BY MOSES MATENGA/PRECIOUS CHIDA/TATIRA ZWINOIRA/VENERANDA LANGA
CIVIL servants yesterday expressed anger after failing to access their US$75 allowances as promised by the government, accusing their employer of being insincere.
Government last month promised civil servants a cushioning allowance of US$75 for the next three months and ordered employees to open nostro bank accounts to access the funds.
However, the civil servants yesterday said they were failing to access the promised funds with Finance minister Mthuli Ncube saying banks would not be allowed to release hard currency to individuals.
“The systems are ready for civil servants to get the US$75 from the special foreign currency accounts which were opened. The process has been completed now and the banks have said they are ready to issue cards for use in the shops,” Mthuli told Senate yesterday.
“However, we do not want individuals to withdraw cash from banks for the US$75 allowance because we are concerned as a government that it will end up in the parallel market.”
This came as Information permanent secretary Ndavaningi Mangwana accused banks of compelling civil servants to liquidate their allowances within the bank.
“Some unscrupulous banks are impelling civil servants to liquidate their US$75 within the bank, in the process shamelessly mopping up forex from poor workers. Civil servants are supposed to be given cards which they can use in participating retail outlets as they please,” Mangwana said.
The Apex Council, an umbrella body for civil servants unions said there was no clear explanation on the allowances they were supposed to get.
“There is no adequate information on the ground as to exactly what to do. If I go to my bank, what should I expect?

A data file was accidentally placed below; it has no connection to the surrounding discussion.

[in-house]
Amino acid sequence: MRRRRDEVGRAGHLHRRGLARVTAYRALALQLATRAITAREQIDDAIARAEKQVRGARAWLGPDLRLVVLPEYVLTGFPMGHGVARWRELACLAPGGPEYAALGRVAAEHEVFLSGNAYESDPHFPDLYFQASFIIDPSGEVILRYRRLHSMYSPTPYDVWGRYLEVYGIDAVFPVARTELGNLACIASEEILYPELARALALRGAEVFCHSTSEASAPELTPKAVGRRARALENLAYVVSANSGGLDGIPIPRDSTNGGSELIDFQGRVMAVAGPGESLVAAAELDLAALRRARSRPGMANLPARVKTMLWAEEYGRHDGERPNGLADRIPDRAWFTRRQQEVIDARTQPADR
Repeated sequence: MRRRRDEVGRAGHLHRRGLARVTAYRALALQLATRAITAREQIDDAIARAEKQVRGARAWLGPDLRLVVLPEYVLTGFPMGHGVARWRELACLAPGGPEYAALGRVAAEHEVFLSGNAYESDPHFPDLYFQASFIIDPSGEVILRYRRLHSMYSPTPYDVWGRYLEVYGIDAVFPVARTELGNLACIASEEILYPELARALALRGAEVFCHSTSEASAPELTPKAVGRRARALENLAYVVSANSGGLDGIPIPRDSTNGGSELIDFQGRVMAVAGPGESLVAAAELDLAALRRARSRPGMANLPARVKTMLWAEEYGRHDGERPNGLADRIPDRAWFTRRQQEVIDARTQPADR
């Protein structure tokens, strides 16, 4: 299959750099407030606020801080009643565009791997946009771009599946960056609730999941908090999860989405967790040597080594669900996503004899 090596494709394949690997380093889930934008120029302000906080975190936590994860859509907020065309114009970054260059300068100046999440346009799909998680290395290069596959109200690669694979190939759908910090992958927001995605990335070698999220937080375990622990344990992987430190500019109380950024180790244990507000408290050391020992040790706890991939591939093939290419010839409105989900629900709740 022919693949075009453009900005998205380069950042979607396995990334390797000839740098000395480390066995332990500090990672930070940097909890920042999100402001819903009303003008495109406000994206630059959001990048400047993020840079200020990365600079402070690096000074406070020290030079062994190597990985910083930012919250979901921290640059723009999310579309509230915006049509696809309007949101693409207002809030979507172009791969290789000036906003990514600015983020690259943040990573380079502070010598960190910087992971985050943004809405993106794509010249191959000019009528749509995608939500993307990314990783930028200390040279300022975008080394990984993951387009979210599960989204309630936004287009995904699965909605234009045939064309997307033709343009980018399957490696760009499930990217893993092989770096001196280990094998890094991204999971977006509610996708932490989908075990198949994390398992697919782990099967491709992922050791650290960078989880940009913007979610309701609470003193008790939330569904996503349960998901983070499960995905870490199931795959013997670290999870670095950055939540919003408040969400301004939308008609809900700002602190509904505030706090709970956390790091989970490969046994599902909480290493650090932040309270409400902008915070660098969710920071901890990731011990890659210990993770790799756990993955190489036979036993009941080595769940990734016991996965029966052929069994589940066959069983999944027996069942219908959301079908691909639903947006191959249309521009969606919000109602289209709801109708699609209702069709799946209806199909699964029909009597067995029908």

This has created a lot of confusion. We now don’t know whether this is real or not. If you go to a bank, you are told that you can convert the amount into RTGS [Real Time Gross Settlement], then transfer it into your Zimdollar account,” Apex Council spokesperson David Dzatsunga said.
“They said they would give a hybrid card that would reflect the Zimdollar balance and US dollar balance. They said it’s something they are working on and while they are doing that, it is not clear. They are different scenarios without a clear message out there.
“We have always said this is a government initiative of which it was not arrived at out of any consultative process. So, they will always tell us that it has always been our decision, so you cannot tell us how to manage it.
The only thing we are waiting for is for the government to call us to the table and we discuss the real issues.”
Contacted for comment, Bankers Association of Zimbabwe president Ralph Watungwa told NewsDay that shortage of bank cards and “strict instructions” from Treasury not to disburse the US$75 as cash were behind the delays.
“Imagine you have a sweet shop and only have two tonnes of sweets in store, then a big businessman walks into your shop wanting to purchase six tonnes, obviously you won’t be able to service the order. When the announcement of the US$75 for civil servants was made which is meant to fund cards for shopping for civil servants, naturally some banks did not have enough cards,” he said.
“Remember, there are 300 000 civil servants and some do not have nostro accounts, so these accounts needed to be created. When Treasury funded the banks with the US dollars to pay civil servants, the US$75, which was done last week, some workers needed new cards. So, the problem here is logistics as banks would need to create the cards.”
He said instances where some banks were converting the US$75 into Zimdollars at official forex rates and disbursing to clients were at the behest of the depositor.
“The instances you speak of, where the US$75 is being converted into Zimbabwe dollars at the official forex rate, are only after the clients would have pleaded with the bank to take such an action,” Watungwa said.
“Remember, we as banks have communication from the Treasury that the US$75 is not supposed to be given to civil servants as cash, so we are in discussions with the Reserve Bank of Zimbabwe about how best to give clients the money who cannot wait for the cards.”
He said they expected all civil servants to be able to access their monies in 30 days.
“Remember, all the materials needed to make the cards need to be imported,” Watungwa said.
Progressive Teachers Union of Zimbabwe president Takavafira Zhou accused banks of deducting money from the allowance.
“The rate of exchange is very low in banks and because civil servants are being forced to get their money in RTGS, which is also coming to them already deducted, this shows there is a deliberate robbing of civil servants while they tried to make it look like it’s beneficial, but in actual fact, it is not effective,” he said.